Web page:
Some had teaching posts at endowed law colleges, while others served in various capacities at endowed mosques and other institutions. Despite this he was capable of building an opulent residence for himself in Fustat adjacent to his law college, and he undertook the work of restoring the Ancient Mosque in Fustat. He consolidated the power of his political masters by playing the role of the just vizier and acting as a model for emulation. This merchant, who was known for his piety and charities, was a supporter of the Hanbali community in Baghdad to which Ibn Jawzi himself belonged. His father, writes Musabbihi, lived a comfortable life and died with his faculties intact, although he was confined to his home during his final years. Charité bien ordonnée commence par soi-même. Salih suggested a different way of spending the money: only 100 dinars for the shrouds and the rest for clothing the naked, feeding the hungry, and providing water for the thirsty.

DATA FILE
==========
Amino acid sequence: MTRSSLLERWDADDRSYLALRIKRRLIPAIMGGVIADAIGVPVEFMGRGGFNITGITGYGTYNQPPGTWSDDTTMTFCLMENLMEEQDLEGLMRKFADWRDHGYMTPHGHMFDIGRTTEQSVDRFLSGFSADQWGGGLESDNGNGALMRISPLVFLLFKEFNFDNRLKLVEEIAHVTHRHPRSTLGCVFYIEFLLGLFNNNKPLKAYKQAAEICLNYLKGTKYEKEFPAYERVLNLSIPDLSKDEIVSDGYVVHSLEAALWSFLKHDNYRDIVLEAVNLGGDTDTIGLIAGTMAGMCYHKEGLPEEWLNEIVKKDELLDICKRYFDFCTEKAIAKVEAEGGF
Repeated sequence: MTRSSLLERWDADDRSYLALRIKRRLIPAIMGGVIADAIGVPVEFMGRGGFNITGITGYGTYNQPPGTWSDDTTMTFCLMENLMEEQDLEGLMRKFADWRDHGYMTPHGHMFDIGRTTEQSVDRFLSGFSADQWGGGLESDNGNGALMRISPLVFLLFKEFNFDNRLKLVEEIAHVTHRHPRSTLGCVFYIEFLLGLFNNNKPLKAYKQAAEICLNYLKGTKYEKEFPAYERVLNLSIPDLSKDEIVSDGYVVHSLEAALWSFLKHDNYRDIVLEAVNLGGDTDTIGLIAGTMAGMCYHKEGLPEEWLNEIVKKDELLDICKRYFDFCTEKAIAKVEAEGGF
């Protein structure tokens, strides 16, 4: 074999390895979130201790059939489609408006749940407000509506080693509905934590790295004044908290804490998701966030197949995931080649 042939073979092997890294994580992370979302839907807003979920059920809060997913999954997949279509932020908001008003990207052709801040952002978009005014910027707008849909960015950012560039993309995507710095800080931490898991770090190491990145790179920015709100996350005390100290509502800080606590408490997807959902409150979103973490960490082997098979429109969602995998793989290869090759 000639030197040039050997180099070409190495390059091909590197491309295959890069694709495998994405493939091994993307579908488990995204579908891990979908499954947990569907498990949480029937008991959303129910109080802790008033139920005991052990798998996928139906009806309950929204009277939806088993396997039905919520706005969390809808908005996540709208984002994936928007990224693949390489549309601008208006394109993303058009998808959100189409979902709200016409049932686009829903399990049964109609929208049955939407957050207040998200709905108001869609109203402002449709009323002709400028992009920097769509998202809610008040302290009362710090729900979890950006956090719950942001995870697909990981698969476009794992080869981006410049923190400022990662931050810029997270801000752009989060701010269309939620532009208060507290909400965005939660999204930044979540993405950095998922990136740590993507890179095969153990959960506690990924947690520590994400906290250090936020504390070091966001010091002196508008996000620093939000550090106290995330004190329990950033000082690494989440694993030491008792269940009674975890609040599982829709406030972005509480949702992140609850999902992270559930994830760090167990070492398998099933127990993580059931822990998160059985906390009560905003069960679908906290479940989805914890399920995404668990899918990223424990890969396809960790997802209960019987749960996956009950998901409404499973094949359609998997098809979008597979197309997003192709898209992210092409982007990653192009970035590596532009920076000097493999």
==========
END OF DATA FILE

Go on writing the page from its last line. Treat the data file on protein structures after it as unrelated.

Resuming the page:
It is said that properties worth 200,000 dinars were dedicated by him as pious endowments, and these yielded a yearly income in the range of 30,000 dinars. In this case the source of his wealth is well attested to, since his blessings were much appreciated and sought after by people of the ruling class who undoubtedly rewarded the sheikh handsomely for his benedictions. This verse, especially in its references to tax collectors and those whose hearts are to be conciliated, reflected the realities of the time of the Prophet. Al-Mansur himself set an example by freeing slaves, and in a letter he informed Jawdhar about his manumission from slavery and wrote that he had granted him the title of Client mawla of the Commander of the Believers. Providing a proper burial for the dead is a religious duty, and special pious endowments were often set up for this specific purpose, indicating the charitable nature of this function.